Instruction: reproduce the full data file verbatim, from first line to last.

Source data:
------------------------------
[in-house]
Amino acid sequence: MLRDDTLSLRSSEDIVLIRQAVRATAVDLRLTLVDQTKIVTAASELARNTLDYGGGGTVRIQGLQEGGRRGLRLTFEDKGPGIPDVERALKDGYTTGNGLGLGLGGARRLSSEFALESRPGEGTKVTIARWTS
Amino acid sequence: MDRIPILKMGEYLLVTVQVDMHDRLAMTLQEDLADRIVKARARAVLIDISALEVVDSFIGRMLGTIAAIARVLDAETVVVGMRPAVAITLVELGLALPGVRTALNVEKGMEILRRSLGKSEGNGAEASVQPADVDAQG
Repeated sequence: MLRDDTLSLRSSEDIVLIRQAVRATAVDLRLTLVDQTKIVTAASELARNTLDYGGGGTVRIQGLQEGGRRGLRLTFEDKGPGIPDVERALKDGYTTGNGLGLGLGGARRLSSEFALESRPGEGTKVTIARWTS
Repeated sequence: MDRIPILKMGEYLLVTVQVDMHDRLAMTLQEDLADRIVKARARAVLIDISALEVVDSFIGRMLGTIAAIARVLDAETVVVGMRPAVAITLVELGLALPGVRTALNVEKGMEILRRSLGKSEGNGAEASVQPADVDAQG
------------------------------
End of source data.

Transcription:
[in-house]
Amino acid sequence: MLRDDTLSLRSSEDIVLIRQAVRATAVDLRLTLVDQTKIVTAASELARNTLDYGGGGTVRIQGLQEGGRRGLRLTFEDKGPGIPDVERALKDGYTTGNGLGLGLGGARRLSSEFALESRPGEGTKVTIARWTS
Amino acid sequence: MDRIPILKMGEYLLVTVQVDMHDRLAMTLQEDLADRIVKARARAVLIDISALEVVDSFIGRMLGTIAAIARVLDAETVVVGMRPAVAITLVELGLALPGVRTALNVEKGMEILRRSLGKSEGNGAEASVQPADVDAQG
Repeated sequence: MLRDDTLSLRSSEDIVLIRQAVRATAVDLRLTLVDQTKIVTAASELARNTLDYGGGGTVRIQGLQEGGRRGLRLTFEDKGPGIPDVERALKDGYTTGNGLGLGLGGARRLSSEFALESRPGEGTKVTIARWTS
Repeated sequence: MDRIPILKMGEYLLVTVQVDMHDRLAMTLQEDLADRIVKARARAVLIDISALEVVDSFIGRMLGTIAAIARVLDAETVVVGMRPAVAITLVELGLALPGVRTALNVEKGMEILRRSLGKSEGNGAEASVQPADVDAQG